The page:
Lightning Watch: Lightning strike in different ways

Header image for Interrobang article CREDIT: METRO LONDON
Has Londons style of play changed due to the late additions of players like Jermaine Johnson?

Many hands make light work.

The London Lightning proved that last season.

With some incredible team cohesion, the Lightning routinely passed the ball around other teams. Their 24 assists per game average in the 2012/3 National Basketball League of Canada season is still a league-wide record.

This year they have 21 apg, good enough for fifth in the league. Those are (obviously) middle-of-the- road numbers, but when you look back the last dozen games or so, London has only notched more than their 21-assist average twice. In their game one loss to Brampton in the quarterfinals, they only notched eight assists — a franchise low. London was a possession team, so what happened?

A possession system will look to move into the offensive half calmly, then run set plays. The opposite of this would be more of an individual game, where players would try to out-run guys or play lots of one-on-one post game (with the ball, back to a defender right in front of the net). Now, one thing that has changed with the London Lightning this past month is the addition of Stephen McDowell, Dwight McCombs and Jermaine Johnson.

The latter two have been described as “black holes.” That term is attached to players who tend to shoot over passing the ball — especially when in the post. Don't get that term wrong, Johnson and McCombs can play in the post pretty well. Both are pretty big for this league (6 ft. 7 in. and 6 ft. 8 in.) as they tend to overpower players as they back into them. The point is; they didn't have a “big” (big player) last year that was described as a black hole. Marvin Phillips was their only sizeable guy, and he very rarely played in the post.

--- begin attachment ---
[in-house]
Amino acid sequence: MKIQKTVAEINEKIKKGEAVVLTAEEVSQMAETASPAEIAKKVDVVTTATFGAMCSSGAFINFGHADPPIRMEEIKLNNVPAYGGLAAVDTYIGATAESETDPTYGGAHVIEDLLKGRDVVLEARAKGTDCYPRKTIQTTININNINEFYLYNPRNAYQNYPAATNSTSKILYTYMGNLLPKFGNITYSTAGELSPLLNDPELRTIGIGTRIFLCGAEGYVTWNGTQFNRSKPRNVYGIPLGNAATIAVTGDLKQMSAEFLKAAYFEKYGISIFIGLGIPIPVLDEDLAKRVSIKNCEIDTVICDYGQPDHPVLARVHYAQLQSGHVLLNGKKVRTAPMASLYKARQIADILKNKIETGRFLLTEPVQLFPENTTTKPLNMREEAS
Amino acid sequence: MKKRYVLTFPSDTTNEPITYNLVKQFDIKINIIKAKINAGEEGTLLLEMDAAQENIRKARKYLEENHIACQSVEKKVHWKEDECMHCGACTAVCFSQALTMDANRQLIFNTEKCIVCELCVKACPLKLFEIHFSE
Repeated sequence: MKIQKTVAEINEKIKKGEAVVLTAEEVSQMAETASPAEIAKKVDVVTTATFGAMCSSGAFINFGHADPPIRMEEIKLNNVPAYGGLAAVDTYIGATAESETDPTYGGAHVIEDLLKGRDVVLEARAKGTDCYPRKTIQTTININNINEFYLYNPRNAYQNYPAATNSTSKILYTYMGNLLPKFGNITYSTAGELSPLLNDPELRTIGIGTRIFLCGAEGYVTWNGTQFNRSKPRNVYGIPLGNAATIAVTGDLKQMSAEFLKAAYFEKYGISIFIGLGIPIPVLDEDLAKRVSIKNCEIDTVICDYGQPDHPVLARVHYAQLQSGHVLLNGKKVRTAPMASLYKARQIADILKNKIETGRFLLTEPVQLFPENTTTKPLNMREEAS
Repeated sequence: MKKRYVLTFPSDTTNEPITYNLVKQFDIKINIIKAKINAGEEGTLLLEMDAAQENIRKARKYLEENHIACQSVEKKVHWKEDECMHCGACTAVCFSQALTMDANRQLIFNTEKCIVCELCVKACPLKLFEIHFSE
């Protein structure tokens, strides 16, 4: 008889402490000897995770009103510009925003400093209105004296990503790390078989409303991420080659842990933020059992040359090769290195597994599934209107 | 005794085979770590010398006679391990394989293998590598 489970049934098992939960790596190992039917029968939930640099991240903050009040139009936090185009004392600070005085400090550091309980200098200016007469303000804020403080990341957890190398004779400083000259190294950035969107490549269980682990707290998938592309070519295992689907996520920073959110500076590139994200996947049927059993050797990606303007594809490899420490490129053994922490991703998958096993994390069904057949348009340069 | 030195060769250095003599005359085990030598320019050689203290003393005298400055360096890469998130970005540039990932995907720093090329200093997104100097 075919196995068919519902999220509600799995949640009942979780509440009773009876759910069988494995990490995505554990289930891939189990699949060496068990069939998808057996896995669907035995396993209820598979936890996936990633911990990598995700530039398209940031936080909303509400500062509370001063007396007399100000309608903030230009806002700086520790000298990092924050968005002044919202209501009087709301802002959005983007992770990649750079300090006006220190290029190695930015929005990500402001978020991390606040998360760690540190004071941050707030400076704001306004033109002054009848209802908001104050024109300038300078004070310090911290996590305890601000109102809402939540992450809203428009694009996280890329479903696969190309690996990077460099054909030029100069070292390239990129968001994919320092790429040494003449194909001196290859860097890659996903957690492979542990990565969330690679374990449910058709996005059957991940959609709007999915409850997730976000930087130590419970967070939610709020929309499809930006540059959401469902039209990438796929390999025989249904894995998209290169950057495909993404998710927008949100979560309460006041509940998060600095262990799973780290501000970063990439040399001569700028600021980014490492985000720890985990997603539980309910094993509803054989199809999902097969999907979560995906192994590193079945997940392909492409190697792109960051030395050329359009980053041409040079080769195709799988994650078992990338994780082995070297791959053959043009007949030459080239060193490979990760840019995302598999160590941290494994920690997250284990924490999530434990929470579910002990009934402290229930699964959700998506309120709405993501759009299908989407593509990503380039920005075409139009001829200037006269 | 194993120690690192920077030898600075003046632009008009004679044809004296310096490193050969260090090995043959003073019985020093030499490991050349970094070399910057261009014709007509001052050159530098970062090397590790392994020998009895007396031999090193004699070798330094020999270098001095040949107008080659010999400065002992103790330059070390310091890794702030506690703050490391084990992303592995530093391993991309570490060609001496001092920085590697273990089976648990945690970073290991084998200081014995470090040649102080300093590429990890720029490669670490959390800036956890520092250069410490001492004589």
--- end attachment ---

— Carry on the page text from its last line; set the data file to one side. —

So what has happened? The coaching staff has brought in a number of players who are good at taking guys on one-on-one. So that has taken away, somewhat, from how London played before.

In that first game in the five game series with Brampton, Stephen McDowell took 20 shots, and only sunk seven of them. We've never seen those types of numbers from the Lightning, because they shared the wealth so well in their old system. McDowell has been described as a “microwave,” someone who can heat up quick. He's a speedy guard who is (usually) pretty good from three-point range. Too often in that Brampton game did we see McDowell take a shot after an offensive rebound or after one pass. Whether the coaching staff wants the ball to be taken to him or not, it wasn't working.

Most teams in the NBLC can play this type of run-and-gun style of play because players are so athletic in this league. Can London adjust? Or will they have time, as they move through a busy playoff season.

Marty Thompson is the play-by-play voice of the London Lightning for their livestream,